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Why Getting What You Want Can Kill Your Biggest Dreams

Sometimes getting what you want stops you from reaching your full potential.

Image by Karyme Franca on Pexels

Have you ever wondered what you could’ve achieved if you’d taken a different path in life? Most humans tend to either take the path of least resistance or do something that requires work, but not a LOT of work.

Many of us tend to gravitate toward goals that offer more certainty and less risk.

But when we reach these goals and get what we want, we oftentimes aren’t truly happy. We can spend years or decades wondering “What would’ve happened if I’d tried to make that dream goal a reality?”

The Danger in Getting What You Want

After getting out of prison, I started attending community college, during which time I met a guy named Brendan. He had an incredible talent for solving complex problems and dreaming up great inventions.

Brendan later became an information technology (IT) project manager at a title company in California. Even after working there for 4 years, this cheap-ass company only paid him a meager $44,000 a year — far below what he was worth.

In 2014, he started selling nutrition products online.

Brendan’s online company exploded. 2 years later, he was making over $800,000 a month. He sold his company for $7 million, just 2 and a half years after he started it with a $400 investment.

Before he started this lucrative business, we had a lot of conversations about how he could get a better technology job. I helped him with his resume and recommended more job search sites. He asked for raises many times.

After he began making $800,000 a month, one day I asked him, “If you found a technology job that paid $150,000 a year, would you have started the nutrition company?” He said, “No.”

This was a big epiphany for me because it showed that if he’d got what he wanted, which was a high-paying tech job, he never would’ve got what he wanted the most.

Pursuing What You Want the MOST

Robert Brault said:

“We are kept from our goal, not by obstacles, but by a clear path to a lesser goal.”

Many times in life we achieve goals that give us the illusion we’re doing the things we’re passionate about and want the most in life. As human beings, we’re sometimes very adept at fooling ourselves into believing we’re doing our best when we’re really just looking at ways to rationalize the fact we took the path that required less work, fewer failures, and less stress.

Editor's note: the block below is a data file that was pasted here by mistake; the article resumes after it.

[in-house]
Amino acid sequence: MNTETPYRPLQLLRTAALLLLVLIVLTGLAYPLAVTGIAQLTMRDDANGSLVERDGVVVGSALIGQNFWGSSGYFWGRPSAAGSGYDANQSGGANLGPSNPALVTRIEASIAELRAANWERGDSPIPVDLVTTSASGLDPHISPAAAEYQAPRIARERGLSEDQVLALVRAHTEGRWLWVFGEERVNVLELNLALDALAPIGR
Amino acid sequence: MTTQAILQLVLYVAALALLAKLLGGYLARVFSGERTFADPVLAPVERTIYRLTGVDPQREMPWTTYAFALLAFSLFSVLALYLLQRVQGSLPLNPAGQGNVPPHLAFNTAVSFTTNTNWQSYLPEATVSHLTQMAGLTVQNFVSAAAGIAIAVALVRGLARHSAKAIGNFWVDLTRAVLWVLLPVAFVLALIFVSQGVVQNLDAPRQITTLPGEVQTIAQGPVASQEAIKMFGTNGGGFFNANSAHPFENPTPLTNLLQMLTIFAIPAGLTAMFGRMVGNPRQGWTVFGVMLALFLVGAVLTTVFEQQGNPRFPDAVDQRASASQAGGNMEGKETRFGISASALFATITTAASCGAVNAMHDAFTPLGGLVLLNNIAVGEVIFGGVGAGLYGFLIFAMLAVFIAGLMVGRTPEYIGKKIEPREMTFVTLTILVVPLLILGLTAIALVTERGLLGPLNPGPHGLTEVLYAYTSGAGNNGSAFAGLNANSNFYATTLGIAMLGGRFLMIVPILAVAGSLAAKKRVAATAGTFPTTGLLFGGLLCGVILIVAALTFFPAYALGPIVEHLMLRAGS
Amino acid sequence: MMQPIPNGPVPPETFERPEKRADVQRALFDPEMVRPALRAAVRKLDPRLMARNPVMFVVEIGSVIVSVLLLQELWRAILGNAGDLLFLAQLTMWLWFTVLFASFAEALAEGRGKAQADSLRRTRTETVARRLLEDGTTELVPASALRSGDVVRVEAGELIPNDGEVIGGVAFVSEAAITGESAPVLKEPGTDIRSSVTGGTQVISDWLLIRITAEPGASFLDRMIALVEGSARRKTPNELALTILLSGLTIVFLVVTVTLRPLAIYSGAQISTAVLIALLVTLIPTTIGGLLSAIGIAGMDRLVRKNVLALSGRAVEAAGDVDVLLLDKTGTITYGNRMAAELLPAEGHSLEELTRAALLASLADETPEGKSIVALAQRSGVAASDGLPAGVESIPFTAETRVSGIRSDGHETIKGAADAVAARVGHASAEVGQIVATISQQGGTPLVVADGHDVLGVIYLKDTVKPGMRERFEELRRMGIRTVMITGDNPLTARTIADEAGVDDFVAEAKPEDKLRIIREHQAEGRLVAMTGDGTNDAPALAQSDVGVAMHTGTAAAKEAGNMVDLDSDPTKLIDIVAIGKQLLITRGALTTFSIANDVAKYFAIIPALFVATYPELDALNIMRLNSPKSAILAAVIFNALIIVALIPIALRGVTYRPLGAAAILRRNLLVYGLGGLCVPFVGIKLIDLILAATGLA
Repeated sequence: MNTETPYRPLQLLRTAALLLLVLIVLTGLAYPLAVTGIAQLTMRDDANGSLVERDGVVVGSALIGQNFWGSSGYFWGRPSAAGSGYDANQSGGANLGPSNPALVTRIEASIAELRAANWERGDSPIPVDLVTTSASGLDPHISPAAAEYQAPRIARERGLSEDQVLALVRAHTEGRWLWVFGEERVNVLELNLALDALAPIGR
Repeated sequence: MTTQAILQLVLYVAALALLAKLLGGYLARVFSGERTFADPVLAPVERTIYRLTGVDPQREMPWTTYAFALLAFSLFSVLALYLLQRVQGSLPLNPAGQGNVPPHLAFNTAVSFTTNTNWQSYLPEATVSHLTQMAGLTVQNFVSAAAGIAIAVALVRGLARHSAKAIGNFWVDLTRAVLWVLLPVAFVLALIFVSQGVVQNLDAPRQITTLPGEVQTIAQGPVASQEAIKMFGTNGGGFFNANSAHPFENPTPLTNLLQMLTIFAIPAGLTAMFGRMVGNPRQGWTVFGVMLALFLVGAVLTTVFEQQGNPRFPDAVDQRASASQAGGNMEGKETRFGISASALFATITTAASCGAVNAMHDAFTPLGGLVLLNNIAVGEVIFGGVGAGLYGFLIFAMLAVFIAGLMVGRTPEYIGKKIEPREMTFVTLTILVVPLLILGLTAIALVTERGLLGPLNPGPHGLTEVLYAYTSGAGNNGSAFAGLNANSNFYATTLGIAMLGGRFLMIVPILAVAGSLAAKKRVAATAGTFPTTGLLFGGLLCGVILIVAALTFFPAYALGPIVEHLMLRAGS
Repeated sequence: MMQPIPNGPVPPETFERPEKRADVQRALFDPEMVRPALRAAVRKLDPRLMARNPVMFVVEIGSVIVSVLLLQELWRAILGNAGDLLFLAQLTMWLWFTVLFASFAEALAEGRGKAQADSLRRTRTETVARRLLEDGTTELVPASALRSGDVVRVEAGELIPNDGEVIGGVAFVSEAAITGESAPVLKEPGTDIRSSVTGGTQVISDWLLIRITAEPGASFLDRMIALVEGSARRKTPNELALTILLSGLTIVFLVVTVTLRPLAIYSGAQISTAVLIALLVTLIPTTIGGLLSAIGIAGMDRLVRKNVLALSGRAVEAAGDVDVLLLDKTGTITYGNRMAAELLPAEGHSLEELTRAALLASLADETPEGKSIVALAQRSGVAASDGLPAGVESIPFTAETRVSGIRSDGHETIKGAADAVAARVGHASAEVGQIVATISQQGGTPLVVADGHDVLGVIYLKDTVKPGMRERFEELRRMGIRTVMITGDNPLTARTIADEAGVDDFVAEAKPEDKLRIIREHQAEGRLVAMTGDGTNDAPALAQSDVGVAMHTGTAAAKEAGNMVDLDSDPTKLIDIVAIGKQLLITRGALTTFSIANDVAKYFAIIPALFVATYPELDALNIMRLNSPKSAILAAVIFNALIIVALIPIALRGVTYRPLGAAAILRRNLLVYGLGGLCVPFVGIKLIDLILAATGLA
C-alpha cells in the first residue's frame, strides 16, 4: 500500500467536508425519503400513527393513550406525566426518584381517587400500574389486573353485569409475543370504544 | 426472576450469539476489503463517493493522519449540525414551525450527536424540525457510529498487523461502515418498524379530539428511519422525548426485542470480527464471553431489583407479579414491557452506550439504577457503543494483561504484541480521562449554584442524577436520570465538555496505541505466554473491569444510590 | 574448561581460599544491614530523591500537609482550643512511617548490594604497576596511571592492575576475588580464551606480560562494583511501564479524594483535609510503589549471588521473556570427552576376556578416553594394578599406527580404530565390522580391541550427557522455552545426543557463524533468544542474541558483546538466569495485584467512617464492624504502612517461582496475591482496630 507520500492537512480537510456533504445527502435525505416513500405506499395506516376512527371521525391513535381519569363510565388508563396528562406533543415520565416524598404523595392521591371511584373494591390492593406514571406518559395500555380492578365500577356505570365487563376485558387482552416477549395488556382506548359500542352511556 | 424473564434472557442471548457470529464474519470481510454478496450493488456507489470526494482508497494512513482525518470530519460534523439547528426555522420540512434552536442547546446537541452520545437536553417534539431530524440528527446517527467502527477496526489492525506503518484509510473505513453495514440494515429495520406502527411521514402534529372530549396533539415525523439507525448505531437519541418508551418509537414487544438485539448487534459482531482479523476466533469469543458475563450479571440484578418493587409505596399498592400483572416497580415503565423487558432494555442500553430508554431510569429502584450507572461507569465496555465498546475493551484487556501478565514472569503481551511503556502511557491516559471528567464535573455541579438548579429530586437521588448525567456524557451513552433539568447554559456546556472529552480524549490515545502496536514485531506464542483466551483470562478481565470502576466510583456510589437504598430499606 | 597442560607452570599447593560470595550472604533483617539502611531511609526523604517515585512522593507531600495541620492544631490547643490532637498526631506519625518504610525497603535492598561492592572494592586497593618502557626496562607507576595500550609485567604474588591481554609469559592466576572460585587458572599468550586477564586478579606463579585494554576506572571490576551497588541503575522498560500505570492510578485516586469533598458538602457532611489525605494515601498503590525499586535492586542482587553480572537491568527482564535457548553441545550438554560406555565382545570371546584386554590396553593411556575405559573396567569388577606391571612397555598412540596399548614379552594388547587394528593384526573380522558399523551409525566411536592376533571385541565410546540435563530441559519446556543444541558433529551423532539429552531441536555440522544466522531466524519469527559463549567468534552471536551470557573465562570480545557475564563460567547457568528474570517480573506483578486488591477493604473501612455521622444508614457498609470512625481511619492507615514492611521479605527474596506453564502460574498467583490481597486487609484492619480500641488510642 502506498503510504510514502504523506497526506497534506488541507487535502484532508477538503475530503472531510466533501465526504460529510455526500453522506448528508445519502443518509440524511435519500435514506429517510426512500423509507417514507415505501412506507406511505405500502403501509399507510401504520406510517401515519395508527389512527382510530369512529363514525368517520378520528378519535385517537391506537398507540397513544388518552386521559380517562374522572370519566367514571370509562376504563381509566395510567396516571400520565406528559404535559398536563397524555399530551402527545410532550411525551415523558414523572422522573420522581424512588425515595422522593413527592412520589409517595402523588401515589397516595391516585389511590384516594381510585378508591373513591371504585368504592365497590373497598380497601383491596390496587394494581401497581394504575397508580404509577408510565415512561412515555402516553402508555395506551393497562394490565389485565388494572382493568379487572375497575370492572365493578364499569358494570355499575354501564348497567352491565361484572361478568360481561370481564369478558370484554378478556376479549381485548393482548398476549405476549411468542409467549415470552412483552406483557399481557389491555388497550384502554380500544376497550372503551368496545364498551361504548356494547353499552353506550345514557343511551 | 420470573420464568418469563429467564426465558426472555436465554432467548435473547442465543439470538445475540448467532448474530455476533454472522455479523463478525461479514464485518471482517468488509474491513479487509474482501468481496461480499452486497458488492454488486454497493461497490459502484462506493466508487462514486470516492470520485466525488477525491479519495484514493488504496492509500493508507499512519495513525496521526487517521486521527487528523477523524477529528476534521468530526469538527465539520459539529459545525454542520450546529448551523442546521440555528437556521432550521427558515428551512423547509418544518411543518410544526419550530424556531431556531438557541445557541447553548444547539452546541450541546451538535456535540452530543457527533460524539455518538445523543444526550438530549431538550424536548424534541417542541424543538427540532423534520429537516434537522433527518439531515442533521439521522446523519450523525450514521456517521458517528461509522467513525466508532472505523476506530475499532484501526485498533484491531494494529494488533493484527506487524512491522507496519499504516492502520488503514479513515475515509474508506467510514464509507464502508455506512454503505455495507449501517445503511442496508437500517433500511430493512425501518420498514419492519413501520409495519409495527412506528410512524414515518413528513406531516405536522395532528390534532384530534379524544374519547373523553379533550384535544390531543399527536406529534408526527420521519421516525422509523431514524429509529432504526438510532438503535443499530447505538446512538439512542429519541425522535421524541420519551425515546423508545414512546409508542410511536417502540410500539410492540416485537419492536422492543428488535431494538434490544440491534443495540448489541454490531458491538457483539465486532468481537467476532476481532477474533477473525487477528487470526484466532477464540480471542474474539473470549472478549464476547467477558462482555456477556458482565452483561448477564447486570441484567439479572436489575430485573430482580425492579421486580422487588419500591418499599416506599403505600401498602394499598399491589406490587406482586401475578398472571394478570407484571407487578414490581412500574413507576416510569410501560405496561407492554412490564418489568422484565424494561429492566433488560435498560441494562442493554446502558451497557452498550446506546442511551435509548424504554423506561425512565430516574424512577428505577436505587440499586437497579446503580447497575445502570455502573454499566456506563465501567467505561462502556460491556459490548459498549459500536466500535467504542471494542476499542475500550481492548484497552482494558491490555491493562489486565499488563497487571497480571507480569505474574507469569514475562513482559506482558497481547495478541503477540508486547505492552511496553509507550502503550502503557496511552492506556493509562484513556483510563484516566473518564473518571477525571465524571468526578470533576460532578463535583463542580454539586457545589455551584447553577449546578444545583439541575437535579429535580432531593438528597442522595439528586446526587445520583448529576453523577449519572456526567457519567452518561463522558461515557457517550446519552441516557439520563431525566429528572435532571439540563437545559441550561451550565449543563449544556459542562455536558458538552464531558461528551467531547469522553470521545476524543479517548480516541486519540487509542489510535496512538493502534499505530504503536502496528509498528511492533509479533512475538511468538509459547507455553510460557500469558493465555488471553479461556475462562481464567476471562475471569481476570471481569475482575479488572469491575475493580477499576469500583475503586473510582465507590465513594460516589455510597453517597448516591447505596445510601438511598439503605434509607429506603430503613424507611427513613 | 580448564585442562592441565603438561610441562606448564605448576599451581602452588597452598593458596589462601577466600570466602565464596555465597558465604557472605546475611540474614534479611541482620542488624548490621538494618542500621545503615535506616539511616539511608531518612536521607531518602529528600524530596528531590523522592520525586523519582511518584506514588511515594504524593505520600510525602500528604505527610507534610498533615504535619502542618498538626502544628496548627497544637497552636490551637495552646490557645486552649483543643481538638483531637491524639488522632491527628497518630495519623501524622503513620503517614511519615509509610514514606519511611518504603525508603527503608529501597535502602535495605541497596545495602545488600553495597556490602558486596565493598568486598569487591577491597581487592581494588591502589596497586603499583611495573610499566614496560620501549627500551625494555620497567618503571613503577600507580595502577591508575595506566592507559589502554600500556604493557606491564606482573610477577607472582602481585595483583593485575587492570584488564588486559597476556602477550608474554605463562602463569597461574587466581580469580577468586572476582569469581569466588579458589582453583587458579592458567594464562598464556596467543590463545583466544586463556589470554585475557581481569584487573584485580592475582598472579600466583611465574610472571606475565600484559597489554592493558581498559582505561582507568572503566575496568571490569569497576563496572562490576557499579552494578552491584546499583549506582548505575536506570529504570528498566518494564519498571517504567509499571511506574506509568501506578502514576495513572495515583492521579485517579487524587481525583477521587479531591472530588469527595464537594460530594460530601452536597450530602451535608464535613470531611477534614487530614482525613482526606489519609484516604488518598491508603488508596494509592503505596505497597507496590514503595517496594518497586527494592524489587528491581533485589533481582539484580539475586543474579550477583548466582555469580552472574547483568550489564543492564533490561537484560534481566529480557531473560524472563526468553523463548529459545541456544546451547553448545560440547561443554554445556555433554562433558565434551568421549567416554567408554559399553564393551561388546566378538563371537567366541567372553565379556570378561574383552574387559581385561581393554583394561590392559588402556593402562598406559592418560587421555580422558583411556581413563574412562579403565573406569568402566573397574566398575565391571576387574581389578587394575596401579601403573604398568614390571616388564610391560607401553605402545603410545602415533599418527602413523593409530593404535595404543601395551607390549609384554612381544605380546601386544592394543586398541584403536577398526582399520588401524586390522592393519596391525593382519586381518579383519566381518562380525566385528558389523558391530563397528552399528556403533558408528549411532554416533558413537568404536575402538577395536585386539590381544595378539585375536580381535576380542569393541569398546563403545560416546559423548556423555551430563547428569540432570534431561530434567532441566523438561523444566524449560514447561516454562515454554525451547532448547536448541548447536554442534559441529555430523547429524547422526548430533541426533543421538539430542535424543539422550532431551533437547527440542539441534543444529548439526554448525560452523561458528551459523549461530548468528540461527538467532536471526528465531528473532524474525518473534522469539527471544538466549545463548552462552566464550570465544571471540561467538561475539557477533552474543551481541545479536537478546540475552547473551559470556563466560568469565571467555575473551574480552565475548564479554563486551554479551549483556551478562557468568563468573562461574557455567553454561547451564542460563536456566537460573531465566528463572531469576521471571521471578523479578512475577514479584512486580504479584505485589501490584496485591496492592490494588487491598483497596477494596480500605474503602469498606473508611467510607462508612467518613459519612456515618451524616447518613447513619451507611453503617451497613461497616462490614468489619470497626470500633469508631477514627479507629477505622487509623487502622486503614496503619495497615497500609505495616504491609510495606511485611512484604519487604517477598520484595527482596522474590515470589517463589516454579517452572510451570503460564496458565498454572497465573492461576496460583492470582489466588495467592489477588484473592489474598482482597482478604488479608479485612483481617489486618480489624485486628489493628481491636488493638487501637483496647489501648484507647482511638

After I got out of prison, I did what I thought society wanted me to do and also what I thought I wanted to do the most. I got a great education, put in the hard work to establish a great career in technology, bought a house, got a new car, and went on vacation. Doing these things served me for many years, but I later learned these weren’t the things I wanted the most.

A voice in my head told me I should be doing something else, but I ignored it for a long time.

I really wanted to do things that were authentic to me — things that were aligned with my values, who I was and who I was becoming. That’s when I began doing life and business coaching, speaking, workshops, and ground-breaking volunteer work. I also began spending more time writing about things I’m passionate about.

These are the things I wanted to do the MOST.

Today, I’m still working in technology, but also doing life and business coaching, speaking, writing, and workshops as side hustles or passion projects. Although I’m not doing the things I want the most all the time, I do know what these things are and I’m working on doing them more and more.

Conclusion

There are degrees to what we want in life. There are things we definitely don’t want, things we want, and things we want the most. To find the highest levels of happiness, satisfaction, and purpose in life, we need to identify all of these things. We need to try to avoid things we definitely don’t want as much as possible and work harder to achieve what we want the most.

We have to be honest with ourselves and get rid of any self-deception. If we’re not doing what is most authentic to us and will result in the most happiness and purpose, then we should admit that to ourselves. We may have to continue doing things that aren’t authentic and fulfilling until we can fully transition to the things we want the most.

But we have to try with 100% effort. If Brendan hadn’t gone thru the pain and struggle to build his business, he never would’ve discovered that he’s a brilliant entrepreneur, what it feels like to be a millionaire, and he wouldn’t have learned a lot of other things about himself.

If I never would’ve tried public speaking, life and business coaching, conducting workshops, and writing on Medium, I never would’ve discovered that these are areas where I really shine. I would’ve missed out on a lot of fulfillment. I wouldn’t have met a lot of amazing people. I wouldn’t have discovered the best ways to connect with people. Worst of all, I never would’ve found my true purpose in this world at this point in my life.

And sometimes we try new things because we hope we’re finding something that will give us maximum happiness and purpose and later find out that things don’t work out. The main thing is that we TRY 100% and see how things pan out.

If we don’t try with all our might, we’ll never know what could have been or who we could have become.

So give yourself permission to dream, try, fail, pivot, and continually reach higher.

Be careful what you wish for — you may get it. And what you get may be far less than what you really want and far less than what you’re capable of achieving.